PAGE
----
The Lectionary of Holy Mass: One Year vs. Three Year?

From a Canterbury Tales reader named Keri:

I have a question for you with regards to the Latin Mass. I was once told by a priest in a graduate level sacraments class that the Scripture readings at the Latin Mass cover only 17% or so of the New Testament in , whereas, the Novus Ordo readings cover about 90% of the New Testament and much more of the Old Testament than was covered in the Latin Mass. 

Is this true or have the readings for the Latin Mass also been “updated” or is this a confused claim?

Keri, this is a good question. 
Yes, more Bible verses are read in the new (Novus Ordo) lectionary than with the old lectionary. Most assume that since the new lectionary has more Bible verses, it is therefore better. I used to agree with this and use it as an advantage point for the New Mass.
I hope you don’t find me curmudgeonly, but I no longer find the “more Bible is a better Mass” to be a satisfying argument. 
For example, do Catholics in 2012 know the Bible better than Catholics in 1912? I’d argue that the Catholics of 1912 knew the Bible better – even with their smaller lectionary of readings.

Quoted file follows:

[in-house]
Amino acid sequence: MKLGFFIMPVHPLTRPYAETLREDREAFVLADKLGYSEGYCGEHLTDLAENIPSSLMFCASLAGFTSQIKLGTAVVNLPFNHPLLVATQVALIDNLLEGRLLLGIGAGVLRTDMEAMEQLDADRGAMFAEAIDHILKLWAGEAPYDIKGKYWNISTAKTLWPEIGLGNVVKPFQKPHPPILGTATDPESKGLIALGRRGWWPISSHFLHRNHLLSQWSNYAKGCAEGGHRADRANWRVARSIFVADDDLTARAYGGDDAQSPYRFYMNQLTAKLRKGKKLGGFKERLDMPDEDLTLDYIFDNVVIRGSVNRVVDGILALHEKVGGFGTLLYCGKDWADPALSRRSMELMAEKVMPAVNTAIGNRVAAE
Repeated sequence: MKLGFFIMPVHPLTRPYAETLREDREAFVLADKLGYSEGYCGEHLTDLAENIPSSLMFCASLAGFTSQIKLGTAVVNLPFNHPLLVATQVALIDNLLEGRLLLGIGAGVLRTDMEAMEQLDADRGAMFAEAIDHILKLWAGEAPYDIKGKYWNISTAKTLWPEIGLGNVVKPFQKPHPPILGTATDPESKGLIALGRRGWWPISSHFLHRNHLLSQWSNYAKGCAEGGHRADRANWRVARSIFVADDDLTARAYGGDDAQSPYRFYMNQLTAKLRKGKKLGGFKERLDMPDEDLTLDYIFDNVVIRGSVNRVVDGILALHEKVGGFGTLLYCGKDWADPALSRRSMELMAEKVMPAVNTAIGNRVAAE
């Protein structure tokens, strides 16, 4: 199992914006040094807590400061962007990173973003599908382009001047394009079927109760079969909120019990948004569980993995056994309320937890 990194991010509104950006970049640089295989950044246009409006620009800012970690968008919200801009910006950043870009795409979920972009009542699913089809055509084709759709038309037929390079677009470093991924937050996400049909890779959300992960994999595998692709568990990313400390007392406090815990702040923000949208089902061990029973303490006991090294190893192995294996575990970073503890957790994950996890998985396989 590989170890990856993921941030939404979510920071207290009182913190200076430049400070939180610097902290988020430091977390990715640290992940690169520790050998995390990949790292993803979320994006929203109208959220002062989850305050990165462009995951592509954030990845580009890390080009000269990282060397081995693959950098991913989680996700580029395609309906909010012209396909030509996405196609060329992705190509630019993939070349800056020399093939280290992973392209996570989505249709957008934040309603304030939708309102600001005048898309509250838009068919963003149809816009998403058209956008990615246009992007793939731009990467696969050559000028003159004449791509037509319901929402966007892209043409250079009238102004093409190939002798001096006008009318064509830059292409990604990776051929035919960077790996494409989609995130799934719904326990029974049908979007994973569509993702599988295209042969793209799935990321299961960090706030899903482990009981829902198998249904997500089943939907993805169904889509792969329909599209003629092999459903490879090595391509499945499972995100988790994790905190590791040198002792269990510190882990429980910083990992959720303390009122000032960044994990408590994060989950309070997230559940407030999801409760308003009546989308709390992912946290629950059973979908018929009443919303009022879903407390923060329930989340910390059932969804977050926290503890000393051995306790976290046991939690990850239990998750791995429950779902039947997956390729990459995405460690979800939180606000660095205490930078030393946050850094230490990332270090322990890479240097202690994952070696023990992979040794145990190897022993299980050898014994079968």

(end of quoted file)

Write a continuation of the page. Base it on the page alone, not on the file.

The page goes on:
One must ask, what is the purpose of the Holy Sacrifice of the Mass? The readings should highlight something for the day – especially if it is a special feast or saints day.
The Holy Sacrifice of the Mass contains Scripture, but it is not essentially a Bible study, and the Church has never held that the Mass was the context by which we worked through the entire Bible. Originally, it was the Divine Office that served this purpose. What we have seen is the expanding of Bible readings in Holy Mass and the lessing of Bible readings in the Liturgy of the Hours/Divine Office. The debate about the lectionary should always take into account the entire public liturgy…which includes the Divine Office cycle.
Those are just some thoughts. Feel free to to disagree with me. Personally, I read the Bible on my own (100%) and appreciate the briefer but hand-selected texts for the feastdays in the old rite. Again, these are simply my preferences, but I would gladly submit to whatever Holy Mother Church instructed me to do. She is the ark of salvation and the Pope is the Vicar of Christ. My place is to listen humbly and hope for Heaven. Thank you for the great question.
PS: I hope to write a post on the performative oblationary aspect of Mass readings in the future. The readings are, in a sense, read back to God. This sounds strange to modern ears, but it is certainly something assumed in the older rite.

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